Debates on the moral status of human embryos have been highly and continuously controversial. For many, these controversies have turned into a fruitless scholastical endeavor. However, recent developments and insights in cellular biology have cast further doubt on one of the core points of dissent: the argument from potentiality. In this article we want to show in a nonscholastical way why this argument cannot possibly survive. Getting once more into the intricacies of status debates is a must in our eyes. Not merely intellectual coherence but the standing and self-understanding of current stem cell research might profit from finally taking leave of the argument from potentiality.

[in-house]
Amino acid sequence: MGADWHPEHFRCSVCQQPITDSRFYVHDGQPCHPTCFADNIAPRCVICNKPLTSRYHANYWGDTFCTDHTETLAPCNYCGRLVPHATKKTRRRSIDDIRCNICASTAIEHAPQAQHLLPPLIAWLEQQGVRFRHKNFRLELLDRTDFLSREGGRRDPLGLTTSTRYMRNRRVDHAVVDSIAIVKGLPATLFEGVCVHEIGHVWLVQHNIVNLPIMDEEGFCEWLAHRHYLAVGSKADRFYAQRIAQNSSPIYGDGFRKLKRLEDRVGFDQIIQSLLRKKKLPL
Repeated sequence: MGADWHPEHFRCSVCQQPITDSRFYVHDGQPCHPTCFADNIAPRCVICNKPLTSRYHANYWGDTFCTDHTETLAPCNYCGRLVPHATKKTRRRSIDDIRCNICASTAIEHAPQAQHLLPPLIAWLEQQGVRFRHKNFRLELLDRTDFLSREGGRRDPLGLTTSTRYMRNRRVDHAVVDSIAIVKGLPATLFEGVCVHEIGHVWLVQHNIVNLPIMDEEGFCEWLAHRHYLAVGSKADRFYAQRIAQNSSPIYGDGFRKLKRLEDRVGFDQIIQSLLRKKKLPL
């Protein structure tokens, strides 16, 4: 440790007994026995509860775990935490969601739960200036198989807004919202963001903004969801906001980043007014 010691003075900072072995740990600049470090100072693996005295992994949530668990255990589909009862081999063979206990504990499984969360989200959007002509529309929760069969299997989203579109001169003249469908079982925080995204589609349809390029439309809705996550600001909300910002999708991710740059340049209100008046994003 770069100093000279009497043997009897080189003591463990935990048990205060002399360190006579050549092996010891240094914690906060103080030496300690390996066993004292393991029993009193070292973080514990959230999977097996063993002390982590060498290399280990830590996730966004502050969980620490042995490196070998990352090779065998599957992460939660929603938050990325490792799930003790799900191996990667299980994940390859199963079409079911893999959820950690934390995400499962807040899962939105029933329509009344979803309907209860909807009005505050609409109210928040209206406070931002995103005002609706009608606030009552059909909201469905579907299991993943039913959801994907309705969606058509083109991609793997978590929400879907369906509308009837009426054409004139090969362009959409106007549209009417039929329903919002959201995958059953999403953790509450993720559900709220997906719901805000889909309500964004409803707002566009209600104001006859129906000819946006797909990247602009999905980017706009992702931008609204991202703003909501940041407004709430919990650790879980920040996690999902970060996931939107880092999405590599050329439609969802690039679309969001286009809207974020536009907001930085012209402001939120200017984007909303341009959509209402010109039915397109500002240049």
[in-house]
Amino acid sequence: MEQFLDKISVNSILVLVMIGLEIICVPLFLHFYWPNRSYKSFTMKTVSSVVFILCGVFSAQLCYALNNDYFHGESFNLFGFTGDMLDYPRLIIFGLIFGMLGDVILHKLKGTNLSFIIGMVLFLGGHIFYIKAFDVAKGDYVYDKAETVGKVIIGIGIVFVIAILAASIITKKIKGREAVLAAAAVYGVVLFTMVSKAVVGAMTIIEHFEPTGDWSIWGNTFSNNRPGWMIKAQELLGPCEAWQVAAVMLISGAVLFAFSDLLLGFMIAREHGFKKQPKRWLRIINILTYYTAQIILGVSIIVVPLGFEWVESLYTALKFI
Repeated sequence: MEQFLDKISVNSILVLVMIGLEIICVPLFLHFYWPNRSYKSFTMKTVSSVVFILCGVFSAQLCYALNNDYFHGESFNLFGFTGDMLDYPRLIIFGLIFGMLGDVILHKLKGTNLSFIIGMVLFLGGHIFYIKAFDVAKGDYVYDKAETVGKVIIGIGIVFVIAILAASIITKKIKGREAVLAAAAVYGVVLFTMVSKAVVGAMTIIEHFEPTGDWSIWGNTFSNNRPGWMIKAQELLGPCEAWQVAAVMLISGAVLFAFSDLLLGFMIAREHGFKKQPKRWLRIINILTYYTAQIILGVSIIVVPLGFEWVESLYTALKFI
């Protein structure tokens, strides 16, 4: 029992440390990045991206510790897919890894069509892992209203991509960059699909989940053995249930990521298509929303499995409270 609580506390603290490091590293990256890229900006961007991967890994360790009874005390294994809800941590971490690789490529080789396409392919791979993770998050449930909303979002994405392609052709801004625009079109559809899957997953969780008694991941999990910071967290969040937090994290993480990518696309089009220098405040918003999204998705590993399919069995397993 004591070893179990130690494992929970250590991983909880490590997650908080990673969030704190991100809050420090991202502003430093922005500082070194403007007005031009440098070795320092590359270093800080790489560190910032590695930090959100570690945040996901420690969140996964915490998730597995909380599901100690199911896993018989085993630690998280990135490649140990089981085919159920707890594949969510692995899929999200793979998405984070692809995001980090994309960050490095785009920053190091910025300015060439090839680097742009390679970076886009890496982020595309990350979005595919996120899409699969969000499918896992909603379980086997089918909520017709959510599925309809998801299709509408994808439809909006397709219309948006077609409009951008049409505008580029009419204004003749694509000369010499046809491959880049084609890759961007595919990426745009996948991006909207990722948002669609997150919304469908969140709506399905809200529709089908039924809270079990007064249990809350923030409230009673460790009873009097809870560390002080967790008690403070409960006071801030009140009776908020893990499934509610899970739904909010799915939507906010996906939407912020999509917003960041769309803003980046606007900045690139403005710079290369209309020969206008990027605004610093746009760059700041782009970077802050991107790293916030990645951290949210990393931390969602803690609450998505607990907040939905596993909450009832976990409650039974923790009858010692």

Open Peer Commentaries.
- The Embryo Potentiality Argument Revisited: “Once More Unto the Breach, Dear Friends”
- Reprogramming Potentiality: The Co-Production of Stem Cell Policy and Democracy
- Does Potentiality Have a Use in Bioethics?
- Potentiality Arguments and the Definition of “Human Organism”
- Prematurely Depotentialized? Ethical Nonnaturalism and the Absurdest-Extension Objection
- The Cognitive Psychology of the Potentiality Argument
- When Potential Does Not Matter: What Developments in Cellular Biology Tell Us About the Concept of Legal Personhood
- Skepticism About the “Convertibility” of Induced Pluripotent Stem Cells
- Twinning, Identity, and Moral Status